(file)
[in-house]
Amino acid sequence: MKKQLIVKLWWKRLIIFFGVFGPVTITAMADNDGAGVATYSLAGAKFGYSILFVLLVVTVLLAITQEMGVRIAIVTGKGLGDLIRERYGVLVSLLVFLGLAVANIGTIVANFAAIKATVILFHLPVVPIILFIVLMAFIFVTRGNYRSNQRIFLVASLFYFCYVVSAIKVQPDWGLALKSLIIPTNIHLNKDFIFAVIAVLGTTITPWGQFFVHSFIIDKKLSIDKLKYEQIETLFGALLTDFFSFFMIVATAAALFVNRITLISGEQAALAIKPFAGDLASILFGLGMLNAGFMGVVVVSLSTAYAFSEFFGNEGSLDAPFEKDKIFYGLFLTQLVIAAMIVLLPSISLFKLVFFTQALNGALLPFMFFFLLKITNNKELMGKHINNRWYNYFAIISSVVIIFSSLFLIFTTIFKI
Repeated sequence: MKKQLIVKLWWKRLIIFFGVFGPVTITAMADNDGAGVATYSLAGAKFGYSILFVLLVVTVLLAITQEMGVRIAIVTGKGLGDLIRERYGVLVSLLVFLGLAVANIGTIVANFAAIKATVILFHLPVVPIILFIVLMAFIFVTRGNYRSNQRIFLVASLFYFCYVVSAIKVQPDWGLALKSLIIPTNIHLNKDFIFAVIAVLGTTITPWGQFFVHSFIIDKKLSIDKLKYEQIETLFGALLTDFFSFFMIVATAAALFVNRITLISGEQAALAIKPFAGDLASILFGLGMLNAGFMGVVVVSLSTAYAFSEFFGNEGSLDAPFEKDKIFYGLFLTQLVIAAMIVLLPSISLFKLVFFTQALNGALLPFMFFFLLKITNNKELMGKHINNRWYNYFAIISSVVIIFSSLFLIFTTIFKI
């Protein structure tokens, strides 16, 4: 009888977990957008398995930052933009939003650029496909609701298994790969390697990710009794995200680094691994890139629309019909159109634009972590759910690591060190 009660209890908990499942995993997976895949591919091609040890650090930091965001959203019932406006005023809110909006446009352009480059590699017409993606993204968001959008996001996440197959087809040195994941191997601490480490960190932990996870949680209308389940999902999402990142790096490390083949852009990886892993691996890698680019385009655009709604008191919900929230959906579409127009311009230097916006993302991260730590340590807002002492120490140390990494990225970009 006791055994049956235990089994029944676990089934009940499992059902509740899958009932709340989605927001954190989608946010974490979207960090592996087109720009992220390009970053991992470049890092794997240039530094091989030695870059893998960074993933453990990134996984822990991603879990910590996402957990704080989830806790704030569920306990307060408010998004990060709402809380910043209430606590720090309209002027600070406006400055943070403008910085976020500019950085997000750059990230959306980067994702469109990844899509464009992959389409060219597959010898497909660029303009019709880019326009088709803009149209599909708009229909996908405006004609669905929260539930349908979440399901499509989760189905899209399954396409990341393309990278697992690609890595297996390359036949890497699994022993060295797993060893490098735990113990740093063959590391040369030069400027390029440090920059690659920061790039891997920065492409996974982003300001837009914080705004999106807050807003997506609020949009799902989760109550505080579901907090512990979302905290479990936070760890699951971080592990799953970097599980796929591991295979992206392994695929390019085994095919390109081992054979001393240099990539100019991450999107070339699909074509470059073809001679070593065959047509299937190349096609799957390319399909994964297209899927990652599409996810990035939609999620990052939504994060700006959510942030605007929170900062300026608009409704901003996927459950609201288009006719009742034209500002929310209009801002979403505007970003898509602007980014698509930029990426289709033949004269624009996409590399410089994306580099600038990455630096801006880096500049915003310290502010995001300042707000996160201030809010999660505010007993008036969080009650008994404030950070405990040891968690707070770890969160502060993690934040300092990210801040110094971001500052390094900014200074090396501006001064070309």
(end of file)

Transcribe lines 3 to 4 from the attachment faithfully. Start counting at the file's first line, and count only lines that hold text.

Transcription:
Repeated sequence: MKKQLIVKLWWKRLIIFFGVFGPVTITAMADNDGAGVATYSLAGAKFGYSILFVLLVVTVLLAITQEMGVRIAIVTGKGLGDLIRERYGVLVSLLVFLGLAVANIGTIVANFAAIKATVILFHLPVVPIILFIVLMAFIFVTRGNYRSNQRIFLVASLFYFCYVVSAIKVQPDWGLALKSLIIPTNIHLNKDFIFAVIAVLGTTITPWGQFFVHSFIIDKKLSIDKLKYEQIETLFGALLTDFFSFFMIVATAAALFVNRITLISGEQAALAIKPFAGDLASILFGLGMLNAGFMGVVVVSLSTAYAFSEFFGNEGSLDAPFEKDKIFYGLFLTQLVIAAMIVLLPSISLFKLVFFTQALNGALLPFMFFFLLKITNNKELMGKHINNRWYNYFAIISSVVIIFSSLFLIFTTIFKI
């Protein structure tokens, strides 16, 4: 009888977990957008398995930052933009939003650029496909609701298994790969390697990710009794995200680094691994890139629309019909159109634009972590759910690591060190 009660209890908990499942995993997976895949591919091609040890650090930091965001959203019932406006005023809110909006446009352009480059590699017409993606993204968001959008996001996440197959087809040195994941191997601490480490960190932990996870949680209308389940999902999402990142790096490390083949852009990886892993691996890698680019385009655009709604008191919900929230959906579409127009311009230097916006993302991260730590340590807002002492120490140390990494990225970009 006791055994049956235990089994029944676990089934009940499992059902509740899958009932709340989605927001954190989608946010974490979207960090592996087109720009992220390009970053991992470049890092794997240039530094091989030695870059893998960074993933453990990134996984822990991603879990910590996402957990704080989830806790704030569920306990307060408010998004990060709402809380910043209430606590720090309209002027600070406006400055943070403008910085976020500019950085997000750059990230959306980067994702469109990844899509464009992959389409060219597959010898497909660029303009019709880019326009088709803009149209599909708009229909996908405006004609669905929260539930349908979440399901499509989760189905899209399954396409990341393309990278697992690609890595297996390359036949890497699994022993060295797993060893490098735990113990740093063959590391040369030069400027390029440090920059690659920061790039891997920065492409996974982003300001837009914080705004999106807050807003997506609020949009799902989760109550505080579901907090512990979302905290479990936070760890699951971080592990799953970097599980796929591991295979992206392994695929390019085994095919390109081992054979001393240099990539100019991450999107070339699909074509470059073809001679070593065959047509299937190349096609799957390319399909994964297209899927990652599409996810990035939609999620990052939504994060700006959510942030605007929170900062300026608009409704901003996927459950609201288009006719009742034209500002929310209009801002979403505007970003898509602007980014698509930029990426289709033949004269624009996409590399410089994306580099600038990455630096801006880096500049915003310290502010995001300042707000996160201030809010999660505010007993008036969080009650008994404030950070405990040891968690707070770890969160502060993690934040300092990210801040110094971001500052390094900014200074090396501006001064070309």